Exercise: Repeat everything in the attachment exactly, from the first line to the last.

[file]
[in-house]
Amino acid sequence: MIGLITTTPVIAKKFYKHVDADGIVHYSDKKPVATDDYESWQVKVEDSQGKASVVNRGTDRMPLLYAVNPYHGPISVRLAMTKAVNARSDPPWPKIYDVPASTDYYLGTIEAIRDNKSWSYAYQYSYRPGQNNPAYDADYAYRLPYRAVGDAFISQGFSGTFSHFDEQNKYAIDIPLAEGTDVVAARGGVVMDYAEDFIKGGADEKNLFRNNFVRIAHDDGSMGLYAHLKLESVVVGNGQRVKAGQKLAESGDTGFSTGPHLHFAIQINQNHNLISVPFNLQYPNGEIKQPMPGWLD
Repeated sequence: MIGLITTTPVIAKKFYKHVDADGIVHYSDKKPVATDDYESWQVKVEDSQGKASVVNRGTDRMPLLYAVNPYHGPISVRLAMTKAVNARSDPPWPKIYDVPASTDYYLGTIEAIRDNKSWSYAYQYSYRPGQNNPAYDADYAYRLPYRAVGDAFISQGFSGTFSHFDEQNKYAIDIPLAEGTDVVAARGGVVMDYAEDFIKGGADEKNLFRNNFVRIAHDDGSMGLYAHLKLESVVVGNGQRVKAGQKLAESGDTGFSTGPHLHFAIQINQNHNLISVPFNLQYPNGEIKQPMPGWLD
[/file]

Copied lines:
[in-house]
Amino acid sequence: MIGLITTTPVIAKKFYKHVDADGIVHYSDKKPVATDDYESWQVKVEDSQGKASVVNRGTDRMPLLYAVNPYHGPISVRLAMTKAVNARSDPPWPKIYDVPASTDYYLGTIEAIRDNKSWSYAYQYSYRPGQNNPAYDADYAYRLPYRAVGDAFISQGFSGTFSHFDEQNKYAIDIPLAEGTDVVAARGGVVMDYAEDFIKGGADEKNLFRNNFVRIAHDDGSMGLYAHLKLESVVVGNGQRVKAGQKLAESGDTGFSTGPHLHFAIQINQNHNLISVPFNLQYPNGEIKQPMPGWLD
Repeated sequence: MIGLITTTPVIAKKFYKHVDADGIVHYSDKKPVATDDYESWQVKVEDSQGKASVVNRGTDRMPLLYAVNPYHGPISVRLAMTKAVNARSDPPWPKIYDVPASTDYYLGTIEAIRDNKSWSYAYQYSYRPGQNNPAYDADYAYRLPYRAVGDAFISQGFSGTFSHFDEQNKYAIDIPLAEGTDVVAARGGVVMDYAEDFIKGGADEKNLFRNNFVRIAHDDGSMGLYAHLKLESVVVGNGQRVKAGQKLAESGDTGFSTGPHLHFAIQINQNHNLISVPFNLQYPNGEIKQPMPGWLD